Managing March Madness in the Workplace
Spring is in the air. The swallows have returned to Capistrano. The daffodils are singing, the birds are blooming. And soon Americans will be turning our attention to our national springtime obsession: College basketball.
And that can be a problem in the workplace: Employers and supervisors have to keep up workplace morale and positive employee relations while also keeping employees on task and productive.
Also, March Madness can be an expensive proposition. According to a 2014 study by Challenger, Gray & Christmas, employers lose as much as $1.2 million or more every year to presenteeism and unproductive work hours thanks to the college basketball playoffs.
“You have employees talking about which teams made or didn’t make the tournament. You have other workers setting up and managing office pools. Of course, there are the office pool participants, some of whom might take five minutes to fill out a bracket, while others spend several hours researching teams, analyzing statistics and completing multiple brackets,” said John Challenger, CEO of Challenger, Gray & Christmas.
“Finally, Thursday and Friday bring the actual games, which typically begin right in the middle of the work day for folks on the east coast. Meanwhile, in California, where tournament coverage begins at 9:00 am, workers can spend the entire workday streaming games on their computer or mobile device.”
Here are some tips for keeping things humming along during the annual basketball craze.
Protect Your Company from Liability or Enforcement Arising from the Office Pool
Yes, even President Obama loves to fill in his brackets. But at the very least, office betting pools are generally legally ambiguous, if not outright illegal. In some cases, an office March Madness pool could run afoul of state laws and expose employees and employers alike to liability.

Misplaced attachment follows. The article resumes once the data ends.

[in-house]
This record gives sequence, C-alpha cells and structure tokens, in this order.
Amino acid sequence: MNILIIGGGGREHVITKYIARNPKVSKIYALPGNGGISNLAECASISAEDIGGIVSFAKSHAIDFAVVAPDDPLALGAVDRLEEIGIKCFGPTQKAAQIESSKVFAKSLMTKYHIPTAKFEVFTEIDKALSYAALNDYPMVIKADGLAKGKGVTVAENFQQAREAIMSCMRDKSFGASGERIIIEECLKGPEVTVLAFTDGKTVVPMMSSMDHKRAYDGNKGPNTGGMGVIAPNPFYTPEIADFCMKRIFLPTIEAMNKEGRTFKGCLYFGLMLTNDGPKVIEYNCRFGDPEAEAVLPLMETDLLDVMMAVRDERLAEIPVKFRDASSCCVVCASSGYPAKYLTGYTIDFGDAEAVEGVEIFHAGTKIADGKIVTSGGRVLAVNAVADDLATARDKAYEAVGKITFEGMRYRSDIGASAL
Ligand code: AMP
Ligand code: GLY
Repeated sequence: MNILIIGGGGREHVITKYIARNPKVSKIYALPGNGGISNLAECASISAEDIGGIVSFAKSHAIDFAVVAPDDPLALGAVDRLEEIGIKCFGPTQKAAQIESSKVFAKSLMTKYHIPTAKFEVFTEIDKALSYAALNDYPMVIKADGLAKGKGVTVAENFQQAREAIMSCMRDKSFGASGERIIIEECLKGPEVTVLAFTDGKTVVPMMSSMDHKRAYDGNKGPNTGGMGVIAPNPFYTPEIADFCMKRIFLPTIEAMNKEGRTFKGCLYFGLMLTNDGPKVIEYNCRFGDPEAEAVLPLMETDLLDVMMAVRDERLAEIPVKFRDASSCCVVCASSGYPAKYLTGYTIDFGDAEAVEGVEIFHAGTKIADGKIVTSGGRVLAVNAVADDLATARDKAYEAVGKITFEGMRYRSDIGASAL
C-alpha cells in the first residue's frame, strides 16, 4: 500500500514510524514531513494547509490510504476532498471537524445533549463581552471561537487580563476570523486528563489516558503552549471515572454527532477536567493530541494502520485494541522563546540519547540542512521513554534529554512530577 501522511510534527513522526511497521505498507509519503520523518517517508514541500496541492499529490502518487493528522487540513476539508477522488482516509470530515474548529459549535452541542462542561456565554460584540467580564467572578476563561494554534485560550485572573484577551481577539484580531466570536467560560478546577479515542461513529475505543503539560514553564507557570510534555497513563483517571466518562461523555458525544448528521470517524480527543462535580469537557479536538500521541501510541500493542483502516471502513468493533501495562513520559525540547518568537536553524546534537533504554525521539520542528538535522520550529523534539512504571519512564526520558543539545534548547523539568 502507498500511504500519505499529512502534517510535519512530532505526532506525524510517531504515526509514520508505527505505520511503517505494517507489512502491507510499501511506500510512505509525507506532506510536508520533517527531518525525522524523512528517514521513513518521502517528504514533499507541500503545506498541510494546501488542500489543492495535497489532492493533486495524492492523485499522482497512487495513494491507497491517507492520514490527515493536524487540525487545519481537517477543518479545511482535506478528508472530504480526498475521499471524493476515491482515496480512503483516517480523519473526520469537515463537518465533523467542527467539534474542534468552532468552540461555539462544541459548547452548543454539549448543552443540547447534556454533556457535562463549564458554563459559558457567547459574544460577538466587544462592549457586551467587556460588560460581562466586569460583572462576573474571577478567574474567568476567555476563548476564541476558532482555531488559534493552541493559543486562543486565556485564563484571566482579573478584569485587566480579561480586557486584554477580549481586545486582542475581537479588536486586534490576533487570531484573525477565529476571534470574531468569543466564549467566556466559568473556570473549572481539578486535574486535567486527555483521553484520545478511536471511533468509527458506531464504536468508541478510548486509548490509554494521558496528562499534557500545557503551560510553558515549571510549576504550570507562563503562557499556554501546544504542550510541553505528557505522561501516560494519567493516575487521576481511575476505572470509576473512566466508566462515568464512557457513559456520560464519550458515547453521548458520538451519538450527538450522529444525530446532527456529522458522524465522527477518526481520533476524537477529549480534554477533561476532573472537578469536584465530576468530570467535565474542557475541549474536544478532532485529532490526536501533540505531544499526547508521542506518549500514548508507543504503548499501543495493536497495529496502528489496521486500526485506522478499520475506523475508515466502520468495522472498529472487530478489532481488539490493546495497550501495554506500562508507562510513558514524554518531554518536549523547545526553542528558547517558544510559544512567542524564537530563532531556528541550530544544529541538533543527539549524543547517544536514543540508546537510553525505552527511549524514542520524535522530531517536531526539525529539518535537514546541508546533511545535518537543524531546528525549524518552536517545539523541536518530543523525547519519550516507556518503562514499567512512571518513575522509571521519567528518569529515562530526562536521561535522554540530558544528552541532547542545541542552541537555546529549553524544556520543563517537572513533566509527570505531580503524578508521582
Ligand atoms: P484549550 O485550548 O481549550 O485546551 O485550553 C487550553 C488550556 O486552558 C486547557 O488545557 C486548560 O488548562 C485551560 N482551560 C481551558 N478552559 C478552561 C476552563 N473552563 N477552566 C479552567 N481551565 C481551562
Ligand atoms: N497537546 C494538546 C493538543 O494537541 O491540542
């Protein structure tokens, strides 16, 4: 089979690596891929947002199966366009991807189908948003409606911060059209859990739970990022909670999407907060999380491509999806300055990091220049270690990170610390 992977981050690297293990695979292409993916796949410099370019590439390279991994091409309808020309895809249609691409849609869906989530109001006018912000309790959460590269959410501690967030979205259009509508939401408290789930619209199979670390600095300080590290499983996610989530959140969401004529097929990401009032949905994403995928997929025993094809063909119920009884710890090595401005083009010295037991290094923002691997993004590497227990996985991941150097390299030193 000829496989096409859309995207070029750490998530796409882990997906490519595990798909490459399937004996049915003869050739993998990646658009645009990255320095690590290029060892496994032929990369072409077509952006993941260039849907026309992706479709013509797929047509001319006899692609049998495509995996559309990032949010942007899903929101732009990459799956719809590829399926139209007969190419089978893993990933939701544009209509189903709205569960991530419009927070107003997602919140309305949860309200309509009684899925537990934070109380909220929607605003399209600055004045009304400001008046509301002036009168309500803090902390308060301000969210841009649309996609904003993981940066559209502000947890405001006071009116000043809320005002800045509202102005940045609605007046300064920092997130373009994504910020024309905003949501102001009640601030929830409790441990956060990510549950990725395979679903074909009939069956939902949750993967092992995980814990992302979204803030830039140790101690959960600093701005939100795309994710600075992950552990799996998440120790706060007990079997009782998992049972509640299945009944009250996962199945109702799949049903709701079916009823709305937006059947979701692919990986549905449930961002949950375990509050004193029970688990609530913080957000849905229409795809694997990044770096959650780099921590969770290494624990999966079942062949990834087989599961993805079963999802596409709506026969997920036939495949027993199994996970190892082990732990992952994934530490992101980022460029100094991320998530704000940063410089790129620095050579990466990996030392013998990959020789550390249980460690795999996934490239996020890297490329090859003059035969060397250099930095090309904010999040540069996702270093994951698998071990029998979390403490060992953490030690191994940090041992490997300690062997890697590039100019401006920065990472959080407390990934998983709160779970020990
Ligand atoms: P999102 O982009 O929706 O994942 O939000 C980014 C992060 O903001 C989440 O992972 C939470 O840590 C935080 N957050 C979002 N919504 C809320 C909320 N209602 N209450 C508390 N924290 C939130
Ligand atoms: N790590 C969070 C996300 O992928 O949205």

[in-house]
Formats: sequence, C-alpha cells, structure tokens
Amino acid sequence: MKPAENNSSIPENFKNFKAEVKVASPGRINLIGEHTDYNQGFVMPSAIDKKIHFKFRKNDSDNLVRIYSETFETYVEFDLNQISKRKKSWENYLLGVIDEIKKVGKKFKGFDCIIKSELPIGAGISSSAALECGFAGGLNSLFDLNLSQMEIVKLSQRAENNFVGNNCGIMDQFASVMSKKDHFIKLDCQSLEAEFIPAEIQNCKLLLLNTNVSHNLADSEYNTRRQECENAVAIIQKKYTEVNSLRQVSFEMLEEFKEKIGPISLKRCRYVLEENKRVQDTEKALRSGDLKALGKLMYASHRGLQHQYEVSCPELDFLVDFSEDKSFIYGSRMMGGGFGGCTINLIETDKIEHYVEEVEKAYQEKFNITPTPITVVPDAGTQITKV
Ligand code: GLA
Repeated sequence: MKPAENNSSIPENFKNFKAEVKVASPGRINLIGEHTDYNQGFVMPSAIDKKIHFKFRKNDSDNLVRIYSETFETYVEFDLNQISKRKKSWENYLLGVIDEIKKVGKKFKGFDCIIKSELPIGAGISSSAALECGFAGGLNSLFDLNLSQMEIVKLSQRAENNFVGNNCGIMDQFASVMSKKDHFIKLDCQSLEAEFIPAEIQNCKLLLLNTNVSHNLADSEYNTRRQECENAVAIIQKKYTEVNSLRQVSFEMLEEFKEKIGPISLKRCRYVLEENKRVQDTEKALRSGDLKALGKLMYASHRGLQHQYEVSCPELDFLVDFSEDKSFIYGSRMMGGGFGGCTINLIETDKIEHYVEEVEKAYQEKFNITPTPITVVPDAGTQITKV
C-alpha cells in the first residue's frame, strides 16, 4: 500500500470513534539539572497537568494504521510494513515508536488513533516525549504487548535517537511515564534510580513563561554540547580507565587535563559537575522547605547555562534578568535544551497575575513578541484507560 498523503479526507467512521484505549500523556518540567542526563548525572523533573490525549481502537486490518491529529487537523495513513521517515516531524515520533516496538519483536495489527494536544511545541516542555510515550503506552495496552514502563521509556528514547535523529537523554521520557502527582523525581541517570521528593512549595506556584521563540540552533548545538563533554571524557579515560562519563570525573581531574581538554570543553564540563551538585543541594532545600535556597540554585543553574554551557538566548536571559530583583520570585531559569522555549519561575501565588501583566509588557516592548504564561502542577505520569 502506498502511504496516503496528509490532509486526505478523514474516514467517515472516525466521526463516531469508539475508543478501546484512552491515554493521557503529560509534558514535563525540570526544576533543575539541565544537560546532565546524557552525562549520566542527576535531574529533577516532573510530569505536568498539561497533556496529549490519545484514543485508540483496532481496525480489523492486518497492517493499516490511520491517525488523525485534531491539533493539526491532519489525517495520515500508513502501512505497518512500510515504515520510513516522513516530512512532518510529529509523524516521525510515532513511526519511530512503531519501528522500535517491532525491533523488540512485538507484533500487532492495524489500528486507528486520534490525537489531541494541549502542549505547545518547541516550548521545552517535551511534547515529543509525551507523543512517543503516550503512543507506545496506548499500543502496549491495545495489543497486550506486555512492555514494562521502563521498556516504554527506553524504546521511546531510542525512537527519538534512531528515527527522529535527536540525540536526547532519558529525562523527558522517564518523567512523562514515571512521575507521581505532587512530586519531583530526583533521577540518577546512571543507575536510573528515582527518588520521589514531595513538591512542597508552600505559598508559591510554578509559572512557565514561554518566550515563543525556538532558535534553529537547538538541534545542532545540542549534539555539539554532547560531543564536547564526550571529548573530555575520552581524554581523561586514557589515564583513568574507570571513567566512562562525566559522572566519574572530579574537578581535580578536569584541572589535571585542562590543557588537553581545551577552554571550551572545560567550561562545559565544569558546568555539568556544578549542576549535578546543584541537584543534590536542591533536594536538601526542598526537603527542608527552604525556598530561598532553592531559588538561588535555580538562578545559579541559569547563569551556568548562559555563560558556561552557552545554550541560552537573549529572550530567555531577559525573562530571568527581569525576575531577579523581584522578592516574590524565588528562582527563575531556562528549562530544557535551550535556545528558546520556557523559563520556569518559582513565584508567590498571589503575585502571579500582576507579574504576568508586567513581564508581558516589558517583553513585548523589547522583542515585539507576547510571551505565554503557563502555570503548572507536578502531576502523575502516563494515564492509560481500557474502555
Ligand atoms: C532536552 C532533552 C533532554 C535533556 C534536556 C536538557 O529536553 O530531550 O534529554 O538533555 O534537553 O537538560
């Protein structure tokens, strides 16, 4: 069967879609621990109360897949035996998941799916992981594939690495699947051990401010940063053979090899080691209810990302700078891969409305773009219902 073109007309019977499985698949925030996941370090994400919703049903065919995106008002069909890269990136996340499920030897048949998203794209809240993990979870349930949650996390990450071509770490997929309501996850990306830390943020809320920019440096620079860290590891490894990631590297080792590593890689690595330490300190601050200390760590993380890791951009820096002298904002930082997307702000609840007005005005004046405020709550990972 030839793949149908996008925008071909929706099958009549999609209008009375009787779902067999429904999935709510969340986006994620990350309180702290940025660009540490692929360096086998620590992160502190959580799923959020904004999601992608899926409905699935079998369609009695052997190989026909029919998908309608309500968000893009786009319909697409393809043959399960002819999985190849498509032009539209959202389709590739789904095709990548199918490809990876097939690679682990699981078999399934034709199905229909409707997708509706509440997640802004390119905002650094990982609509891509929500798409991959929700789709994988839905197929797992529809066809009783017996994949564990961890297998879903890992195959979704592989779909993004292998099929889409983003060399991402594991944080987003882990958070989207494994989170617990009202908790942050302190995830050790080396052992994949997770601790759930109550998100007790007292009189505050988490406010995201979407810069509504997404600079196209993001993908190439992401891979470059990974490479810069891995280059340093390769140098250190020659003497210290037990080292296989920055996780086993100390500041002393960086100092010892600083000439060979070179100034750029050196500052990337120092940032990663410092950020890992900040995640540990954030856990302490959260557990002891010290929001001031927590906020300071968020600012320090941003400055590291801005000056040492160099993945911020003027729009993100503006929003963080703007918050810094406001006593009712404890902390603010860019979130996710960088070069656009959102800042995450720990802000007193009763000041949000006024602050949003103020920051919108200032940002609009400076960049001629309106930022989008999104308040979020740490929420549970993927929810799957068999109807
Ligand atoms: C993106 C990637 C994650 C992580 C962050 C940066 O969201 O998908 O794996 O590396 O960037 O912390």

- Keep the brackets off of the company computers. Instill a policy that prohibits employees from printing brackets in the office. This helps limit your company’s involvement in the pool and encourages employees to keep the March Madness madness at home.
- Limit betting to one worksite per pool. Discourage anything that crosses state lines. An office pool with participants in multiple states complicates the legal situation and potentially expose the company and employees to federal law violations.
- Don’t allow anyone acting as an employee to take a ‘cut’ in return for operating the pool. While district attorneys typically don’t hunt down and arrest garden variety low-stakes office pools, they could take action if someone were essentially operating as the office ‘bookie.’
- Some states have de minimus rules governing low-stakes gambling. Pennsylvania, for example, has a law on the books allowing small games of chance, provided the stakes to $20 each, the number of participants is not more than 100, and nobody’s keeping a cut of the pot.
- Management should not participate. It’s one thing for a bunch of employees to operate a pool among themselves. But if you have senior executives running the pool using company computers to keep track of contributions and results, they’re painting a target on a company’s back.
Protect Computer Resources
- If you have dozens of employees all watching the games on their worksite computers all at the same time, it could spike your bandwidth usage, slow your systems and hamper productivity and customer service. If you have a lot of employees on the same Internet pipeline, take steps to limit that usage. For example:
- Prohibit streaming March Madness games on the network, but have the game on in the break room or on televisions in other areas of the workplace.
- Take a break together to watch the last 5 minutes of every game.
- Let employees listen to March Madness games via radio, if appropriate to the workplace.
- Tell employees to bring their own mobile devices to watch the games on.
Protect Your People
- Don’t pressure employees to participate or allow others to pressure employees to participate. Here’s one reason why that’s a bad idea: Many observant Muslims consider gambling to be a violation of their religious faith. Some of them won’t even buy life insurance on that principle. If a Muslim employee, for example, feels repeatedly pressured to participate in the pool and gets tired of it, he or she could file a Title VII complaint citing a ‘hostile work environment.’ And potentially have an arguable case.
- Don’t apply industrial age-thinking to a knowledge-age workplace. For many employees, it’s not like there’s an assembly line of widgets that shudders to a stop every time the employees start talking about last night’s game. In the knowledge worker era, these brief interludes, if controlled and short-lived, can go a long way to help recharge employee batteries, nurture morale, improve formal and informal relationships around the country, and actually help foster better productivity. In cases like these, March Madness can work for you, not against you.